Have you ever had someone say that they’re ‘too busy’ to do something? Think we all have. Do you know what they really saying? They’re saying that they don’t have the time, don’t have the desire, don’t have…the list goes on and on. And if you are reading between the lines you will see if someone is claiming to be ‘too busy’ they are really saying something else entirely.
Over the course of the last few years I’ve caught myself saying that I was busy when it came to certain things and it got me thinking was I hiding negativity by being politically correct and creating ‘busy-talk’. I mean there could have been a chance that I could’ve been just using my ‘busyness’ to provide an easy excuse like: “no I didn’t really want to go to that party with you.” Then again there could’ve been a chance I could’ve been scared to free things up and experience something new. Either way you look at it, I can tell you there was a lot going on from zigzagging across the country for business, to writing a book, and being a dad and a husband. My margins were thin and I had no balance in my life.
When we get too caught up in the busyness of the world, we lose connection with one another – and ourselves.”
I realized I had been trapped in a cult of busy and it was something that had taken over my life. I think we can all say we’ve been there from time to time. We multi-task to get things done, we triple-task to stay ahead and we feel guilty for blocks of unplanned time in our schedule so we pack them to the brim. We view anything counter to this as a threat to our productivity, which becomes a threat to our very sense of hope. It turns into a way of life. It’s seductive wiles confuses us by tricking our minds into thinking that filling our time with meaning also equates to merely filling our time for the sake of filling our time. It changes the way we view and measure our own self-worth, by focusing on not on the quality of an activity but on the quantity of it. It’s as if we base our happiness off of our busy-ness and not the story that has been written for us.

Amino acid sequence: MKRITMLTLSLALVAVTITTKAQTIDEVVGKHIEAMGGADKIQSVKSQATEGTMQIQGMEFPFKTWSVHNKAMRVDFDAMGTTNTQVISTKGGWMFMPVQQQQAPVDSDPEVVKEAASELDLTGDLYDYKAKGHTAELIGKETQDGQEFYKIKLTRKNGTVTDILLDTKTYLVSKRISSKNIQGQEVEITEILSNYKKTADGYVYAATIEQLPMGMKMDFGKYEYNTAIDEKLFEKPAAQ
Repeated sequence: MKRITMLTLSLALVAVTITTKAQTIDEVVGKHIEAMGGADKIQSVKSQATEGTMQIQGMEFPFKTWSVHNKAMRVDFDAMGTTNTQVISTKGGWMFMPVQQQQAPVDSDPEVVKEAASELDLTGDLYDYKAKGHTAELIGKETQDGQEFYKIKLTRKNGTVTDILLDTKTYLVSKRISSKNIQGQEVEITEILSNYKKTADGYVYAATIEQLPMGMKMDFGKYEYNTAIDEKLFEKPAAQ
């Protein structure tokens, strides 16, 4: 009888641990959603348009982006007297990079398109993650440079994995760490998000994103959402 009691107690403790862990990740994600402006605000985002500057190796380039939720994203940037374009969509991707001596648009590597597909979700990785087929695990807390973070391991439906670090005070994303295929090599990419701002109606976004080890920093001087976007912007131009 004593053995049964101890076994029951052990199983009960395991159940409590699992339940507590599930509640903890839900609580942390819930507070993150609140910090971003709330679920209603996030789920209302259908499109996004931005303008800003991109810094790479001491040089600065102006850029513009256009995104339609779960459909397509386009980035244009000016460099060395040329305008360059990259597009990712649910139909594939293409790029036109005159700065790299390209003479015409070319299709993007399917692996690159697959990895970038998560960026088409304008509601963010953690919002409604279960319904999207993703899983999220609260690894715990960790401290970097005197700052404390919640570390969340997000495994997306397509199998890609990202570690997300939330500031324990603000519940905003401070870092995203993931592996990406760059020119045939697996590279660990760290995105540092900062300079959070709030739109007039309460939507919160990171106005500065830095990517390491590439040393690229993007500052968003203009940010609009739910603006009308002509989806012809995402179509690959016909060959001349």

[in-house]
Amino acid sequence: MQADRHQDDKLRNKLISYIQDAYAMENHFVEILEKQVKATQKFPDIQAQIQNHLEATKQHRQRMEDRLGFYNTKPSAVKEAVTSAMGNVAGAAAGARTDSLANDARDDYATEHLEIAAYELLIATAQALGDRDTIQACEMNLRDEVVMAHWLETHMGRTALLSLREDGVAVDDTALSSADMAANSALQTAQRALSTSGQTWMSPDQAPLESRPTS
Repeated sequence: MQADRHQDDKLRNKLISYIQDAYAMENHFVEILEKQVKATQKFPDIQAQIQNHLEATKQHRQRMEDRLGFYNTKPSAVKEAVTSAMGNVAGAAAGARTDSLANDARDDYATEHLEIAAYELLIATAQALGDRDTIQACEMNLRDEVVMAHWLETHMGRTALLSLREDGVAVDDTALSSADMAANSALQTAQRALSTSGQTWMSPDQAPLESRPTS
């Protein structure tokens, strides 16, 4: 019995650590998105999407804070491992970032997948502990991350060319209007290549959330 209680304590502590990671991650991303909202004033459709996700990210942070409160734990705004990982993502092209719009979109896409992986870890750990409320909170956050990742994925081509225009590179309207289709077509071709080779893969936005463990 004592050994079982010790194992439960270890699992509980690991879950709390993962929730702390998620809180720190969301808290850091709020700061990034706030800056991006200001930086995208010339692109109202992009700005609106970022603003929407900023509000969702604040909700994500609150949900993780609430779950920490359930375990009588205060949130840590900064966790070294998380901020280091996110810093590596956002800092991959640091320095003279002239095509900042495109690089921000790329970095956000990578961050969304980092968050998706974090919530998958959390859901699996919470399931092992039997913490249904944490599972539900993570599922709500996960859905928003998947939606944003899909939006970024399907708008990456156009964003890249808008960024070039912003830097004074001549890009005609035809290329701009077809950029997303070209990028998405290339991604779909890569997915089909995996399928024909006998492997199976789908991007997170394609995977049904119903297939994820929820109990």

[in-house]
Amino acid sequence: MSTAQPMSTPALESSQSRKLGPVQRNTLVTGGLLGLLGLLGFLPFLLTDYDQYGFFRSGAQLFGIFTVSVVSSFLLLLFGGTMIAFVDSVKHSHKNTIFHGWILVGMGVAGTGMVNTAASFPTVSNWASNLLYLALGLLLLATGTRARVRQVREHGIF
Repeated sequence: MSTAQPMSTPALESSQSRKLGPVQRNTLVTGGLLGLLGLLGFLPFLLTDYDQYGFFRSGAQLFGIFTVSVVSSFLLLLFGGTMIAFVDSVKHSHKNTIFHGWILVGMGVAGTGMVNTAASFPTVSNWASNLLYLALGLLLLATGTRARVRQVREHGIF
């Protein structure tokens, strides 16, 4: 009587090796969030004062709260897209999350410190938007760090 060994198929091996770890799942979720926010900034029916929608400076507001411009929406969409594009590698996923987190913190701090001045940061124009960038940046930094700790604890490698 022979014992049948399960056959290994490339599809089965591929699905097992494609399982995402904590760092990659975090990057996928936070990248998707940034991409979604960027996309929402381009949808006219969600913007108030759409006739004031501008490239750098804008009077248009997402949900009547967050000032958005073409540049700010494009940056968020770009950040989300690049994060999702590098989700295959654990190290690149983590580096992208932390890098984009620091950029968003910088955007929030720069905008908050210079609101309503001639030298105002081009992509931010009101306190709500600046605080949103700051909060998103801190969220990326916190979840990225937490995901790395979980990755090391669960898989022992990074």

We all have the same 24/7. What we do with our time becomes our priority. Choose what you do with your time and do not lead a life by default.”
I’m not saying we shouldn’t have things to do, nor am I saying we shouldn’t have goals and strive for success, but if we find ourselves explaining things away with the word ‘busy’ we may need to stop and think about what we are really doing with our life. We need to get honest with ourselves in these moments and take a look at what is causing us to be so busy and create balance. At the end of the day, our days are numbered, so why would we not begin building in that type of balance now?
Here are a few simple tips that helped me and could help you break out of the cult of busy.
1. Be Accountable: This is necessary in order to grow. We all need someone in our lives to help us be better. Look for someone you admire, someone who you respect, and someone that you want to speak truth into your life—no matter how hard it may be. It’s good to know that there is someone there to tell you to stop because you’re about to ‘redline.’
2. Create a Time Diary: Just like food diary, keep track of what it is you actually do in a day. Create and keep a time diary and use it to see where your time is actually going and determine if it really is important or not. I was able to give myself 2 hours a day back to my family and myself by doing this.
3. Change Your Language: Stop using the word busy. Instead of saying ‘I don’t have time,’ trying saying ‘it’s not a priority’ and see how that feels. You might have the time to do something, but you just don’t have the desire to do it. You may not feel good about it right way, but it helps you put how you spend your time into perspective.
4. Tune Out: Stop checking email, Twitter, Facebook, Google for the latest news or sports results. This is a hard one especially in the connected culture we live in, but being able to disconnect and turn off our devices helps focus your attention. When I’m in meetings my phone is face down, when I get home from work, I leave my phone and laptop locked away for a period of time—it’s all so I can focus on those around me.
5. Rest, Relax, Renew: Take the time you have been denying yourself and put yourself first. You need to call a time out and take care of yourself; otherwise we put ourselves last. There is a reason why the pause button, intermission, and rebooting exist. Just start with 10 minuets a day to give yourself room to breathe. Doing this alone I found more joy in my life. After all who doesn’t want a little more joy in their lives?
How do you stop from being busy? Do you know someone caught up in the cult of busy? Do them a favor and share this post with them. I’m sure they will thank you!
In a world moving way too fast, do you need focus because you fill every “spare” moment rather than taking an intermission to be present in every moment? Checkout my book Framing Faith and sign up for exclusive updates and give aways.